Also on the blog this week:
40 precedential TTAB opinions in 2015
The Trademark Trial and Appeal Board issued 40 precedential
opinions in 2015,
according to The TTABlog’s count.
This is down slightly in recent
years, with the previous three years having numbers of 45, 44
"While trademark developments in the courts may have
overshadowed the TTAB's efforts this past year, there were
still plenty of decisions worth noting," noted the
blog’s John Welch.
The blog post listed all the precedential opinions, which
included cases involving PRINCESS KATE, PORNO JESUS and THE
HOUSE THAT JUICE BUILT.
All my ex-cases are in Texas?
The Federal Circuit has agreed to hear a case that
challenges the dominance of the Eastern District of Texas in
reports Corporate Counsel. Forty-four percent of the patent
cases filed in US district courts last year were filed in the
Oral arguments in In Re: TC
Heartland will be heard on March 11. The case seeks to scrap
the rule established in the 1990 Federal Circuit case VE
Holding, which expanded the places patent owners could sue for
on the Patently-O blog commented: "If the petitioner here
wins, we could see a dramatic shift in the geographic
distribution of patent cases. In other words, it would become
much more difficult to bring an infringement action in the
ongoing hot-spot of the Eastern District of Texas."
Apple granted useless injunction
Judge Lucy Koh of the Northern District of California has
granted an injunction banning Samsung from selling certain
smartphones on the US,
reports Ars Technica. However, the
injunction order applies to models that are so old as to
barely have an effect on the smartphone market.
The news is the latest development
in the long-running patent lawsuits involving Apple and
Samsung. Several phones were found to infringe the so-called
"quick links" patent, which expires on February 1. Three phones
were found to have infringed the "slide to unlock" patent.
According to Ars Technica, Samsung will likely try to design
around Apple’s autocorrect patent.
Ars Technica’s Joe Mullin wrote: "Mainly, the
injunction at this point just provides bragging rights for
Apple. The case proves that one can use patents to force a
competitor to remove features."
Meanwhile, the FOSS Patents blog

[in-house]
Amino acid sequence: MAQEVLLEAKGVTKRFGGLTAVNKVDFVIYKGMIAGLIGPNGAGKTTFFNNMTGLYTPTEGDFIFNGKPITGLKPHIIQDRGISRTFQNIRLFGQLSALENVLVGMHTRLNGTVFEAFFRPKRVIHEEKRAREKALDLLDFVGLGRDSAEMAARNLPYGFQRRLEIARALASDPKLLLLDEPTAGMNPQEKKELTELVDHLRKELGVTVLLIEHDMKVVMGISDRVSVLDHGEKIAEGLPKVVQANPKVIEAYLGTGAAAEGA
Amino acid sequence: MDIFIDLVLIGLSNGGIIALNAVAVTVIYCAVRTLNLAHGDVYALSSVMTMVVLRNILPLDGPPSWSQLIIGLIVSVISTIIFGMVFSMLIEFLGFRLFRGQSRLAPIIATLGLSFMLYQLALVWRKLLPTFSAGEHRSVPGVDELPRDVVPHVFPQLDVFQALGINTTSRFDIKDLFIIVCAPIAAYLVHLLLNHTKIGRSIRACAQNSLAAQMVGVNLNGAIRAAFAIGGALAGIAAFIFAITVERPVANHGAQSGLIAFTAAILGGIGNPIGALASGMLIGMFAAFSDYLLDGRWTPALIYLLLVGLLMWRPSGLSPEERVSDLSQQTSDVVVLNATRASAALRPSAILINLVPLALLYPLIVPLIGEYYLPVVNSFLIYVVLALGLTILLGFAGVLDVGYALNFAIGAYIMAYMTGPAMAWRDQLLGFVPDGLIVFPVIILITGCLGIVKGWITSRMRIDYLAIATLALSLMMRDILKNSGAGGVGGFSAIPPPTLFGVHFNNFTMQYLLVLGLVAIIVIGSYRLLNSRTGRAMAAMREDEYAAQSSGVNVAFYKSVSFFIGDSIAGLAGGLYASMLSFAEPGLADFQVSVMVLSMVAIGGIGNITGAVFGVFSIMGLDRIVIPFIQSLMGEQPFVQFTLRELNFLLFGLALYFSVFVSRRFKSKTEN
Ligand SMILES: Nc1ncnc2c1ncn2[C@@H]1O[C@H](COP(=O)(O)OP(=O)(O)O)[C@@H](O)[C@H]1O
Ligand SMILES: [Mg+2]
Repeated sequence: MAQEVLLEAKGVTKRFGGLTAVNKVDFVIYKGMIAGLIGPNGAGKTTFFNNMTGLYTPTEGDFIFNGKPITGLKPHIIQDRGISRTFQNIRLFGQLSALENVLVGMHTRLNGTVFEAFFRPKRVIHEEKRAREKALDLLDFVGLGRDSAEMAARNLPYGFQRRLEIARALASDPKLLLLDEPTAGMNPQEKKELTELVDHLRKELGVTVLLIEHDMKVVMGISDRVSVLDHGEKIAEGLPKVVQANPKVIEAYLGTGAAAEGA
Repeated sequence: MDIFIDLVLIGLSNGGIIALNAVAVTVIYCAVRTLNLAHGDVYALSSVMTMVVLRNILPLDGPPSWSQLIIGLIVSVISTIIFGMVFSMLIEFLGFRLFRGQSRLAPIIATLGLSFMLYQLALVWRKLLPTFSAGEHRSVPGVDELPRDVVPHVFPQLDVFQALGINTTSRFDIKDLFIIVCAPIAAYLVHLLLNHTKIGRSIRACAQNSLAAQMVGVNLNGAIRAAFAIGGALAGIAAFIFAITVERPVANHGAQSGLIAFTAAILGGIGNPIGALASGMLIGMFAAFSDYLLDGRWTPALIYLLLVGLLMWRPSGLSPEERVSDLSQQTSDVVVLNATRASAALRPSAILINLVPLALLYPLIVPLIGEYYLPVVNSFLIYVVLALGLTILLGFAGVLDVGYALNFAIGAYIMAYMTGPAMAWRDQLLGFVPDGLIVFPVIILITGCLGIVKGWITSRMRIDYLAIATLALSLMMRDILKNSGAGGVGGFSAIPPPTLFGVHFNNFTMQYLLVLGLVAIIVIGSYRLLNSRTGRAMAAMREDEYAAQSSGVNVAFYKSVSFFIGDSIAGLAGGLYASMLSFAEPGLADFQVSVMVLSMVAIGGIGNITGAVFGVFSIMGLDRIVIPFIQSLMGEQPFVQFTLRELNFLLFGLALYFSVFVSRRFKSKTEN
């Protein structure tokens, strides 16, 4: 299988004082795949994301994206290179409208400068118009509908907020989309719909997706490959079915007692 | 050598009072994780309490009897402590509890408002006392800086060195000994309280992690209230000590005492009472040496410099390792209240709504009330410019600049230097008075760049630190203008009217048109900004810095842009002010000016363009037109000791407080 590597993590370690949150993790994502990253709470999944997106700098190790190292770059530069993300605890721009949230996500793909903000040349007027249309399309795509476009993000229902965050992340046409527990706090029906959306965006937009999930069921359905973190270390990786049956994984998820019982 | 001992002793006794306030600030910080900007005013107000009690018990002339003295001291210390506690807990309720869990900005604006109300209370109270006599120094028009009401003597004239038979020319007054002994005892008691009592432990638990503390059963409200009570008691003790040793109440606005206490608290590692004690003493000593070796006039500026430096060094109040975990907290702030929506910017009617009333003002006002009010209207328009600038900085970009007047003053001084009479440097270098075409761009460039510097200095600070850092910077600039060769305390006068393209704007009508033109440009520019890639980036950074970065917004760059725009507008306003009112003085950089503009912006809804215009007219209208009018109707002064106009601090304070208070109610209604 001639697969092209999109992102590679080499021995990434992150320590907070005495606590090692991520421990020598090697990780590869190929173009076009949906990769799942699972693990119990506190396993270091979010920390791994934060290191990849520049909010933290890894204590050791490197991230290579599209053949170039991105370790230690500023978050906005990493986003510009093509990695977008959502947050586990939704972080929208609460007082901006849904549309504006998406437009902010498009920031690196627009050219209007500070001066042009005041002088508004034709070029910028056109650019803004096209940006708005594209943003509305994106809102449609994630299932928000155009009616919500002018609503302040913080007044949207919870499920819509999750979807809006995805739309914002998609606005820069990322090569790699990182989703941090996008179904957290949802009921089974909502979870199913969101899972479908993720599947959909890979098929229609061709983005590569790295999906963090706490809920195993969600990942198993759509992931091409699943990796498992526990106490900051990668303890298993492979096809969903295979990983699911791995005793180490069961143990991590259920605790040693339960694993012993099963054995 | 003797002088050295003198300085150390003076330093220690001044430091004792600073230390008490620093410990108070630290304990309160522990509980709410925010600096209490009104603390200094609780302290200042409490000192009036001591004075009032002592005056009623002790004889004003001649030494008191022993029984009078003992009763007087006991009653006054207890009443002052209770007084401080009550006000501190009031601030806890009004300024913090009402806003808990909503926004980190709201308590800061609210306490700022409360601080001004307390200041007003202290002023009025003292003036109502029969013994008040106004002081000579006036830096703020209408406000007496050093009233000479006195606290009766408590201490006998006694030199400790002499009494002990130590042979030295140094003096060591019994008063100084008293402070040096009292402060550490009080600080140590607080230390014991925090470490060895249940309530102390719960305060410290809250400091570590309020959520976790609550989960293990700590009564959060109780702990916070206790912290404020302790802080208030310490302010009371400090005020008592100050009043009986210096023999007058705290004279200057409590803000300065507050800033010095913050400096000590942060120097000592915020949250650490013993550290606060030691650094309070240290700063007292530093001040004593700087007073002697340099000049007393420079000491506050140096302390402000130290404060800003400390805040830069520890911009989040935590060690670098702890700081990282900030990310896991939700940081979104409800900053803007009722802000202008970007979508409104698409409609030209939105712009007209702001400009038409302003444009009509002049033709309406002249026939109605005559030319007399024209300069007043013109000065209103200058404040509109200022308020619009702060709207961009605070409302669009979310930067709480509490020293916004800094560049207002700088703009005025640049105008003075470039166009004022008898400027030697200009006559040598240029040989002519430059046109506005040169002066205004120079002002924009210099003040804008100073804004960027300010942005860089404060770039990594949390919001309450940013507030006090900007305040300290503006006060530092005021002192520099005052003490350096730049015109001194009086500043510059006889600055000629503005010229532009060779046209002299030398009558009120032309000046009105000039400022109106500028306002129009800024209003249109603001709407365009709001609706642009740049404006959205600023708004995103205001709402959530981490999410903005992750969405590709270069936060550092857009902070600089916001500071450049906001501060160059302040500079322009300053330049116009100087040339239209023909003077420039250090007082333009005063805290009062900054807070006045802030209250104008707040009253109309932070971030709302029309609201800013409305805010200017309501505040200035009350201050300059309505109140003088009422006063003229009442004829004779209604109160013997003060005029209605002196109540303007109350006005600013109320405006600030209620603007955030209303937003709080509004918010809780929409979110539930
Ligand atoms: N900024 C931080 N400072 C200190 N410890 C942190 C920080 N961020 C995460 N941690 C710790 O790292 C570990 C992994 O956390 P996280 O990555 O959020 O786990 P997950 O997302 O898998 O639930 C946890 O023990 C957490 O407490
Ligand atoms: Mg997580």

reports that there is broad-based support for
Samsung’s Supreme Court’s petition in
Apple’s design patents case.
Dark Knight rises to the Supreme Court
A man who made Batmobiles has filed a writ of certiorari
asking the Supreme Court to consider whether
Batman’s car can be considered a "character"
covered by copyright,
according to The Hollywood Reporter.
The Ninth Circuit of Appeals last
held that Mark Towle was infringing copyright by making
replicas of the Batmobile.
Towle is asking the Supreme Court to consider three
- Whether a court may
judicially create a subject of copyright that was specifically
and expressly excluded by Congress as such when Congress
enacted The Copyright Act, thus circumventing the clear mandate
of Congress and the US Copyright Office;
- Whether an automobile
that does not display any personality traits or any consistent
and widely-identifiable physical attributes can be separately
protected by copyright as a "character"; and
- Whether a
determination of substantial similarity of protected expression
must be made in a copyright case, independent of proof of
A fight over Marilyn Monroe’s image
Foley Hoag’s Trademark & Copyright Law Blog
this week analysed a case pending in the Federal District
Court for the Southern District of New York that will explore
the boundaries between Marilyn Monroe’s trade mark
rights and her right of publicity.
The Ninth Circuit of Appeals in 2012 held that
Monroe’s right of publicity – the right
of a person to control the commercial use of their image, name,
likeness, or other defining aspect of their persona –
died when she did. Monroe was domiciled in New York when she
passed away in 1962.
The false endorsement issue is central to AVELA v The Estate
of Marilyn Monroe. Section 43(a) of the Lanham Act entitles
celebrities to sue for trademark infringement when others use
their persona to suggest a false endorsement or affiliation
with goods or services.
Monroe’s estate had sent AVELA cease-and-desist
letters for selling goods bearing Monroe’s
likeness. As the estate’s purported publicity
rights had been nullified, AVELA sought a declaratory judgment
of non-infringement, to which the estate filed various
counterclaims in response.
AVELA sought to dismiss the counterclaims, arguing they were
simply an attempt to resuscitate Monroe’s right of
publicity. The court recently rejected this argument, holding
that the causes of action were different because the trade mark
claim required proof of likelihood of confusion.
"So the case continues, at least for now," said Foley Hoag.
"It will be interesting to see whether Monroe’s
estate can prove that the public is likely to believe that a
woman dead for more than half a century is currently endorsing
products. For the record, AVELA raised this issue in its motion
to dismiss, but the court was not persuaded, leaving the issue
of the viability of Monroe’s post-mortem
endorsement claims for a later stage in the litigation."
In our news and analysis:
Report reveals top reasons for resolution of PTAB
INTA elects JTI’s Ronald van Tuijl as 2016
The issues to watch in Cuozzo at the US Supreme Court
Nestlé loses fight over acquired distinctiveness of Kit
EPO staff demonstrate in Munich
Start-ups in India to get special IP treatment
How to prove it to the PTAB